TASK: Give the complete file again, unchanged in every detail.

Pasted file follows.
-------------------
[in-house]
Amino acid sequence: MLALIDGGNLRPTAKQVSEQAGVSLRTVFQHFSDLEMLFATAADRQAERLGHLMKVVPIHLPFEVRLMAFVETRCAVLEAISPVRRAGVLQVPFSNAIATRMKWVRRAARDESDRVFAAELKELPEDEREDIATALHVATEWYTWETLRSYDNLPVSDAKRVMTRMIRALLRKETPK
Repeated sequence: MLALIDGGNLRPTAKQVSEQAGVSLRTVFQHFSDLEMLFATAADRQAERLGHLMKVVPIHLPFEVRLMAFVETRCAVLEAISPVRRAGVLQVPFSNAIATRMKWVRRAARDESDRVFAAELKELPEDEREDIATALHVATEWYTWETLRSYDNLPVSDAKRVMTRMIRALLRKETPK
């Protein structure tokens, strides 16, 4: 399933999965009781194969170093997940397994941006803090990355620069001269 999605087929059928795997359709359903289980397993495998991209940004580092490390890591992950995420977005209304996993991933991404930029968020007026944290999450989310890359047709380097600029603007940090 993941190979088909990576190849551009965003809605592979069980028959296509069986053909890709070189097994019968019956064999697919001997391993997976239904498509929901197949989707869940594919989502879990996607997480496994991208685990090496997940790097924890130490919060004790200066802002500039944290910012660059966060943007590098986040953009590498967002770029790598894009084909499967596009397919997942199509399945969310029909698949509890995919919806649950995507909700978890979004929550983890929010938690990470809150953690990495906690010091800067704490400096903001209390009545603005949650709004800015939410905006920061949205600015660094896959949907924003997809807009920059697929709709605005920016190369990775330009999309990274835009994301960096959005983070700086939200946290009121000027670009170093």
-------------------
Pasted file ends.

[in-house]
Amino acid sequence: MLALIDGGNLRPTAKQVSEQAGVSLRTVFQHFSDLEMLFATAADRQAERLGHLMKVVPIHLPFEVRLMAFVETRCAVLEAISPVRRAGVLQVPFSNAIATRMKWVRRAARDESDRVFAAELKELPEDEREDIATALHVATEWYTWETLRSYDNLPVSDAKRVMTRMIRALLRKETPK
Repeated sequence: MLALIDGGNLRPTAKQVSEQAGVSLRTVFQHFSDLEMLFATAADRQAERLGHLMKVVPIHLPFEVRLMAFVETRCAVLEAISPVRRAGVLQVPFSNAIATRMKWVRRAARDESDRVFAAELKELPEDEREDIATALHVATEWYTWETLRSYDNLPVSDAKRVMTRMIRALLRKETPK
């Protein structure tokens, strides 16, 4: 399933999965009781194969170093997940397994941006803090990355620069001269 999605087929059928795997359709359903289980397993495998991209940004580092490390890591992950995420977005209304996993991933991404930029968020007026944290999450989310890359047709380097600029603007940090 993941190979088909990576190849551009965003809605592979069980028959296509069986053909890709070189097994019968019956064999697919001997391993997976239904498509929901197949989707869940594919989502879990996607997480496994991208685990090496997940790097924890130490919060004790200066802002500039944290910012660059966060943007590098986040953009590498967002770029790598894009084909499967596009397919997942199509399945969310029909698949509890995919919806649950995507909700978890979004929550983890929010938690990470809150953690990495906690010091800067704490400096903001209390009545603005949650709004800015939410905006920061949205600015660094896959949907924003997809807009920059697929709709605005920016190369990775330009999309990274835009994301960096959005983070700086939200946290009121000027670009170093």